An anonymous reader pointed out that I should not have equated "psychotic" and "murderous".

Absolutely correct; that was insensitive and gave you permission to make the same association, which of course you should not.

In my mind I never thought of them as equivalent, but wanted to use the word murderous journalistically. It sounded good in the sentence. Interestingly, there was a ping in my head that said, take that back, and I didn't listen, thought, well, they know I don't really mean it that way. Denial.

But I take it back!


We use the word psychotic to define a certain class of disorders in which an individual suffers from one or more of the following features:

1) delusions
2) hallucinations
3) disorganized speech (e.g. frequent derailment or incoherence)
4) grossly disorganized or catatonic behavior

I define them in the post below.

We do not include a symptom if it is a culturally sanctioned response pattern.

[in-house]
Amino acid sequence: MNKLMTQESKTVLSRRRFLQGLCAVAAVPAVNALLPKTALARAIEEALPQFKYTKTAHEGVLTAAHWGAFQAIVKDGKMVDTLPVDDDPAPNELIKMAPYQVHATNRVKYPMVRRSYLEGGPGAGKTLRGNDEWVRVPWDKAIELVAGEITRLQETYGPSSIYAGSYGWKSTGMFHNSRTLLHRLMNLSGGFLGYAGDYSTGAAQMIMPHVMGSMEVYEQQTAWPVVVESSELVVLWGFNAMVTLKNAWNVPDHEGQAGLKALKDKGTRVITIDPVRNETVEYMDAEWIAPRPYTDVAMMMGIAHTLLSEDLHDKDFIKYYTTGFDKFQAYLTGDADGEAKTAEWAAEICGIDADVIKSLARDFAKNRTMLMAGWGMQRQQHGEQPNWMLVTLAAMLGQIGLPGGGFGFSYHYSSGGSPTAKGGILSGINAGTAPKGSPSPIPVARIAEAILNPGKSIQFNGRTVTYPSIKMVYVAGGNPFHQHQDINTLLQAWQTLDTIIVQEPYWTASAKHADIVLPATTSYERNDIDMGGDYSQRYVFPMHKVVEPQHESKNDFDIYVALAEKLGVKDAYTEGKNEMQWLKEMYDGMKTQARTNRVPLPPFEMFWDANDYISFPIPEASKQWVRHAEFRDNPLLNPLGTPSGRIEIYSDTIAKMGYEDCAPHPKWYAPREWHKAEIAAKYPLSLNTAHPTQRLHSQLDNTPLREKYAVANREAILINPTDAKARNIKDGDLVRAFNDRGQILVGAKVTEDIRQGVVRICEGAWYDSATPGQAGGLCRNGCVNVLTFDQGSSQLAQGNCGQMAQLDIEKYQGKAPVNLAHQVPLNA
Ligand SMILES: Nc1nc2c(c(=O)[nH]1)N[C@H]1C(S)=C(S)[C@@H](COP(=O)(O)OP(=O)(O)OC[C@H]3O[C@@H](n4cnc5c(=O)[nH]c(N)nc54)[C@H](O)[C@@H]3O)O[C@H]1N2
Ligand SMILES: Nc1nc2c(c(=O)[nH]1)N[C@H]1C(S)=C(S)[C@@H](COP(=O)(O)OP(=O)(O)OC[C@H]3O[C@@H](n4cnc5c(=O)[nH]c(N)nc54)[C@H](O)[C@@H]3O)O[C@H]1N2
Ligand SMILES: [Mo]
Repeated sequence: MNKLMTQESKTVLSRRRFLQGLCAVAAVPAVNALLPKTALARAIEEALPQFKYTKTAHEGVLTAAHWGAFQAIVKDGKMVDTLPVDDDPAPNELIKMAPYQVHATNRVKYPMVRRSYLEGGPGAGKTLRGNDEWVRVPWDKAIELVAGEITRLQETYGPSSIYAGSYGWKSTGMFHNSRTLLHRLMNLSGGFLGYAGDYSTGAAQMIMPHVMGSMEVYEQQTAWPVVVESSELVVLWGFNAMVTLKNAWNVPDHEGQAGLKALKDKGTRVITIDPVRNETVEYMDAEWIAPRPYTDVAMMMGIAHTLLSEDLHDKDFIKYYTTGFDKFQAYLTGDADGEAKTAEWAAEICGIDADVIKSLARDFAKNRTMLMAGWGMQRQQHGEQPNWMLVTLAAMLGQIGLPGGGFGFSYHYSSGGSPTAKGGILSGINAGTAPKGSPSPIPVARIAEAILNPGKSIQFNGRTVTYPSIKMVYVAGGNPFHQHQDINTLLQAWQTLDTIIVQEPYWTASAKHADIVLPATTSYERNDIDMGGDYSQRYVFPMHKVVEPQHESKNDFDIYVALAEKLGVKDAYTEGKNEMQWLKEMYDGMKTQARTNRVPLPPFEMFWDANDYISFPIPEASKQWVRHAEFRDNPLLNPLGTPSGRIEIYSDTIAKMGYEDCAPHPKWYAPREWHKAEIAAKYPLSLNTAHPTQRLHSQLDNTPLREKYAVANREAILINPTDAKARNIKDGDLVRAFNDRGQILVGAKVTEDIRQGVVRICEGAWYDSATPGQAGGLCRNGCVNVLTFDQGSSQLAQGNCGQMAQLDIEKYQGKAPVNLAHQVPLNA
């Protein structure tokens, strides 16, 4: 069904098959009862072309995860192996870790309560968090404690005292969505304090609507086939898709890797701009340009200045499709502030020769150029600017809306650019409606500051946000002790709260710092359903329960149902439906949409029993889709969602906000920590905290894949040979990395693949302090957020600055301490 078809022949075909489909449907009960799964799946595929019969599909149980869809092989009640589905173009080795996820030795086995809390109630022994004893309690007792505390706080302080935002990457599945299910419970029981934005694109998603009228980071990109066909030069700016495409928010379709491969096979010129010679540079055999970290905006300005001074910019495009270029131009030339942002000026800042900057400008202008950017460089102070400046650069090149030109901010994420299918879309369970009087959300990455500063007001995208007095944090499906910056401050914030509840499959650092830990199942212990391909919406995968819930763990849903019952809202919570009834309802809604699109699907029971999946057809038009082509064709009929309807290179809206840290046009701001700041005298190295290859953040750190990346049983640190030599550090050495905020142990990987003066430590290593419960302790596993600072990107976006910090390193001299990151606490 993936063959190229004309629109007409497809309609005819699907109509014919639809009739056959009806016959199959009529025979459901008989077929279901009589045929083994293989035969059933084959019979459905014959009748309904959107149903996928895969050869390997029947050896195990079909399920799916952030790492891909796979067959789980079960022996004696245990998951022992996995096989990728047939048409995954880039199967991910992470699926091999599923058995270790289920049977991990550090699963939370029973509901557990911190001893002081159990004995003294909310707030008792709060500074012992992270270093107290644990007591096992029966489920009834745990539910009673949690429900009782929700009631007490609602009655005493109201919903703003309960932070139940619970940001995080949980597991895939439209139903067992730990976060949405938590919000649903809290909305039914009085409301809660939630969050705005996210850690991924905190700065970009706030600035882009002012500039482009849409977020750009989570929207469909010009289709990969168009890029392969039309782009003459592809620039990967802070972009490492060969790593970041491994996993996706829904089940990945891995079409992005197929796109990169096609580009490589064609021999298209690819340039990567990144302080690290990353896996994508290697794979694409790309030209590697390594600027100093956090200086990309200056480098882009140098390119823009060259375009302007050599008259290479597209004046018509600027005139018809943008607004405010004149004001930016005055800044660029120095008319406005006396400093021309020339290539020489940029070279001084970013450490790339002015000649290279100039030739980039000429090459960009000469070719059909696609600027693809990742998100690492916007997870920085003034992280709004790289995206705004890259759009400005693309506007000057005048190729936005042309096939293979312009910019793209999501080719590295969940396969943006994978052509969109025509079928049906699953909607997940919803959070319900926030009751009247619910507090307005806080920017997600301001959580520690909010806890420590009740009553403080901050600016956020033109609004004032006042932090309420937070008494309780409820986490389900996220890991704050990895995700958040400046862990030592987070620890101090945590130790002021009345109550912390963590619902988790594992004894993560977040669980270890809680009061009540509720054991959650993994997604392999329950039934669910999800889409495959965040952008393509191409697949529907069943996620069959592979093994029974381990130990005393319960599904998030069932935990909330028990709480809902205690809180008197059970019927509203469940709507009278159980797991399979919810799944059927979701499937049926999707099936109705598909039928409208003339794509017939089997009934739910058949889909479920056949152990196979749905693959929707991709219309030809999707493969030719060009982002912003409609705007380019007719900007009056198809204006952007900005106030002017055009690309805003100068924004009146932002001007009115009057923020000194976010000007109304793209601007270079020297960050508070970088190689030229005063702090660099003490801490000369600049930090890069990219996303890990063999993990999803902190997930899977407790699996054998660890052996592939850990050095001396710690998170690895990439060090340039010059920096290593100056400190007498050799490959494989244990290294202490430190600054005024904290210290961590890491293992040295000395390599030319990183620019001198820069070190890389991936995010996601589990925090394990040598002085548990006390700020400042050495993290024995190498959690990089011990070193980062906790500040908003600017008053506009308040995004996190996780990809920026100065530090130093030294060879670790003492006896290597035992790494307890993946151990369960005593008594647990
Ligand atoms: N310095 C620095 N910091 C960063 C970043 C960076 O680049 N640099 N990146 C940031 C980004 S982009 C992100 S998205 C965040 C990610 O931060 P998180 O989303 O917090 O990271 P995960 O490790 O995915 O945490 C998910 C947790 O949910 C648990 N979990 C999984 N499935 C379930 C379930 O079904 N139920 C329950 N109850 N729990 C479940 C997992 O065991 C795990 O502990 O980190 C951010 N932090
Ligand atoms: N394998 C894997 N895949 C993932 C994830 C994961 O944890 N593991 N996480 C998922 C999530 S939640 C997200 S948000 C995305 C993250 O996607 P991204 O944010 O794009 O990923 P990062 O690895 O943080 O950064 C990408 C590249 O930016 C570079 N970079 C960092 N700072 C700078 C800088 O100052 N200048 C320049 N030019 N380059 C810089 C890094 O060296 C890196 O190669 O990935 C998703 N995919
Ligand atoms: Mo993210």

The type of psychotic disorder, an actual diagnosis, depends upon its duration, how it presents, if it is in the context of a close relationship with another person who has an already-established delusion (a Folie a Deux), if there is a medical condition that causes the symptoms, or if it is induced by substance abuse or marked stress.

Humbly yours,



Anonymous said…
Not that anything can take away the horrific events at VA Tech, but having you help us look into the mind of a disturbed individual helps to make it more understandable. It's just all so sad.
Anonymous said…
This is the anonymous poster from before. Thanks for admitting your error, it takes a big person to do that.

therapydoc said…
I wish I were a much bigger person. I really do like it when I have a chance to have an intellectual dialogue with folks (and even not-so-intellectual dialogue, honest, just, let's talk). And I certainly made a terrific error using that word that way. So thanks Anon.

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